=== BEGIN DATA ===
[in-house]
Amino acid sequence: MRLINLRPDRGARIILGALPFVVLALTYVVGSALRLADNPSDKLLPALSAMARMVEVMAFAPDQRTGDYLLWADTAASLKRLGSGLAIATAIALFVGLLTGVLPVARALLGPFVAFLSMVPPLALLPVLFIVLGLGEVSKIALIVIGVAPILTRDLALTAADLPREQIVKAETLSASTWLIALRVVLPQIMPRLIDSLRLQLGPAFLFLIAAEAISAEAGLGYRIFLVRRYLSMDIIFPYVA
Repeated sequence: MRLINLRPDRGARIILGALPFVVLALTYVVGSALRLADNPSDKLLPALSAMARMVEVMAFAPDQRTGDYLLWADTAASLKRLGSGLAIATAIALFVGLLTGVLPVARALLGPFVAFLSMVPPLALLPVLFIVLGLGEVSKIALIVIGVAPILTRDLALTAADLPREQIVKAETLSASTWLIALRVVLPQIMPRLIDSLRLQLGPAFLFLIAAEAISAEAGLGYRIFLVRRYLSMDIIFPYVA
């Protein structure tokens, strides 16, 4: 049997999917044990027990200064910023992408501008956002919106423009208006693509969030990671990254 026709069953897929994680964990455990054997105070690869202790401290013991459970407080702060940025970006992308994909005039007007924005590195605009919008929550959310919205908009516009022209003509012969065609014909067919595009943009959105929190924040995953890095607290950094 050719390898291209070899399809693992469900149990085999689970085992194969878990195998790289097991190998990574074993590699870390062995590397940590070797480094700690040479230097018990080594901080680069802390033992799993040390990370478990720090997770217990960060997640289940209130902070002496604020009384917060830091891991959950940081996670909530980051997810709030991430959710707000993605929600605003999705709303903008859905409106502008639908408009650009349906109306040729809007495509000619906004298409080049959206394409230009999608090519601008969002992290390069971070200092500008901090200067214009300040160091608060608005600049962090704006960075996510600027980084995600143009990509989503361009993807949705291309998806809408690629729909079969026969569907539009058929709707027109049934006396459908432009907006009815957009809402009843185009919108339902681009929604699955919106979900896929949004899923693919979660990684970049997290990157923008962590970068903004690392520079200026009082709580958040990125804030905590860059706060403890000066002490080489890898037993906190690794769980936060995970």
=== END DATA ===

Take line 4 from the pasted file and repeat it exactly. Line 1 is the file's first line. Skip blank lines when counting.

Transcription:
């Protein structure tokens, strides 16, 4: 049997999917044990027990200064910023992408501008956002919106423009208006693509969030990671990254 026709069953897929994680964990455990054997105070690869202790401290013991459970407080702060940025970006992308994909005039007007924005590195605009919008929550959310919205908009516009022209003509012969065609014909067919595009943009959105929190924040995953890095607290950094 050719390898291209070899399809693992469900149990085999689970085992194969878990195998790289097991190998990574074993590699870390062995590397940590070797480094700690040479230097018990080594901080680069802390033992799993040390990370478990720090997770217990960060997640289940209130902070002496604020009384917060830091891991959950940081996670909530980051997810709030991430959710707000993605929600605003999705709303903008859905409106502008639908408009650009349906109306040729809007495509000619906004298409080049959206394409230009999608090519601008969002992290390069971070200092500008901090200067214009300040160091608060608005600049962090704006960075996510600027980084995600143009990509989503361009993807949705291309998806809408690629729909079969026969569907539009058929709707027109049934006396459908432009907006009815957009809402009843185009919108339902681009929604699955919106979900896929949004899923693919979660990684970049997290990157923008962590970068903004690392520079200026009082709580958040990125804030905590860059706060403890000066002490080489890898037993906190690794769980936060995970």